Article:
9. DIY

Many Do-It-Yourself (DIY) food projects are easy and fun. Turning old t-shirts into produce bags to save plastic, starting seeds in eggshells, which can then be crushed for transplanting into the soil, and DIY foods such as homemade oat or almond milk can all add a creative twist to healthy eating and sustainable agriculture. Plus, they are lots of fun for families.

10. Cook in batches and freeze for later

Planning meals in advance can help reduce stress around cooking. It also helps reduce food waste, which is a big problem in industrialized countries A great way to reduce waste and make planning easy is to cook large batches of a single meal, such as soups or curries, which can be frozen and reused on short notice later in the week.

11. Brighten your outlook

At the recent Warwick Economics Summit in February, Warwick University Economics Professor Dr. Andrew Oswald presented his research on health and happiness, focusing on the link between happiness and consumption of fruits and vegetables. His team of researchers found that eating more fruits and vegetables directly improves a person’s mental well-being, separate from other variables such as income level and how much meat a person ate. This research is supported by a similar study from the Harvard School of Public Health, which found a link between patients’ blood-level of carotenoids, compounds commonly found in colorful fruits and vegetables, and their feelings of optimism.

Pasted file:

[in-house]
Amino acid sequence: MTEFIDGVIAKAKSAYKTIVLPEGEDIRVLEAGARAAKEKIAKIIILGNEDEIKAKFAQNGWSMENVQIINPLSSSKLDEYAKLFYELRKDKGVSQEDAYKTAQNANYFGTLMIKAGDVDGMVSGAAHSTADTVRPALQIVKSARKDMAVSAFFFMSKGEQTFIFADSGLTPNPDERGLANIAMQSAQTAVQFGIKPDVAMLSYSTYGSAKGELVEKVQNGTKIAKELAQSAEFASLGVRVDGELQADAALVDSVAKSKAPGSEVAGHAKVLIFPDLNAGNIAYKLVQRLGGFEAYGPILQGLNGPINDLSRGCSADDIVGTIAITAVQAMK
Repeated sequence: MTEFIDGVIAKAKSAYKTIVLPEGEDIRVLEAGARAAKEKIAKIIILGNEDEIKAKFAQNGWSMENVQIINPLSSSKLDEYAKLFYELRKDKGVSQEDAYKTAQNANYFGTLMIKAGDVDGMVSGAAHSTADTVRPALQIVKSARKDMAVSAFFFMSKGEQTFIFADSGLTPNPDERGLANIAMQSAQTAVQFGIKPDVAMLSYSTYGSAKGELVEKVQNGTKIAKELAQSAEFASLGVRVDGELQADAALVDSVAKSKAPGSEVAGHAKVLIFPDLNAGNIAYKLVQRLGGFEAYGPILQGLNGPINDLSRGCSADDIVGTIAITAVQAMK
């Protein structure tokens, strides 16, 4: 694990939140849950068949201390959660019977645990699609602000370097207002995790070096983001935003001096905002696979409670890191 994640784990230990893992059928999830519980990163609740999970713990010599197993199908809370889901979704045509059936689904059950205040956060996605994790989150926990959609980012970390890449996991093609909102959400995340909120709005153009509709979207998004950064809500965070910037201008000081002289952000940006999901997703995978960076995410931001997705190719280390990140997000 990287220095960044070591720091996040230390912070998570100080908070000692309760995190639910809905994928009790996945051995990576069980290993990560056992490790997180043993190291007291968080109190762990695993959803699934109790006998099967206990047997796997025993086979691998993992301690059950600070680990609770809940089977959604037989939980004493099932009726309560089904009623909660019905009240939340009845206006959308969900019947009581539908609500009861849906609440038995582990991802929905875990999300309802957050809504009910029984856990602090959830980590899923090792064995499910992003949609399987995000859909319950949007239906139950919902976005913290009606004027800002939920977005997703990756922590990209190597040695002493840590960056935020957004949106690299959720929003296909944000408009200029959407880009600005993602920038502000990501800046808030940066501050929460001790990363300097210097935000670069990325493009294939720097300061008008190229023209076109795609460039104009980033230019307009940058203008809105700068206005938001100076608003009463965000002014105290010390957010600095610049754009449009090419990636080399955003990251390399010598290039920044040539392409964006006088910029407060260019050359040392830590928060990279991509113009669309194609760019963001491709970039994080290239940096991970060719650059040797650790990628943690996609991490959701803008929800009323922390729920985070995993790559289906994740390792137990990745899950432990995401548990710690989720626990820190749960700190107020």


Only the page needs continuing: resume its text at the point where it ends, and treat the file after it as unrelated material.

12. Use crop rotation

Crop rotation is an important way to preserve soil nutrients, prevent erosion, and protect against crop diseases and pests.

13. Embrace conviviality around the table

Talking and laughing while sharing food is a uniquely human experience. Conviviality, joyful and friendly interaction, is found at markets and around the dinner table, and it supports healthy relationships and healthy bodies.

Let’s every day be the Earth Day 🙂

THE END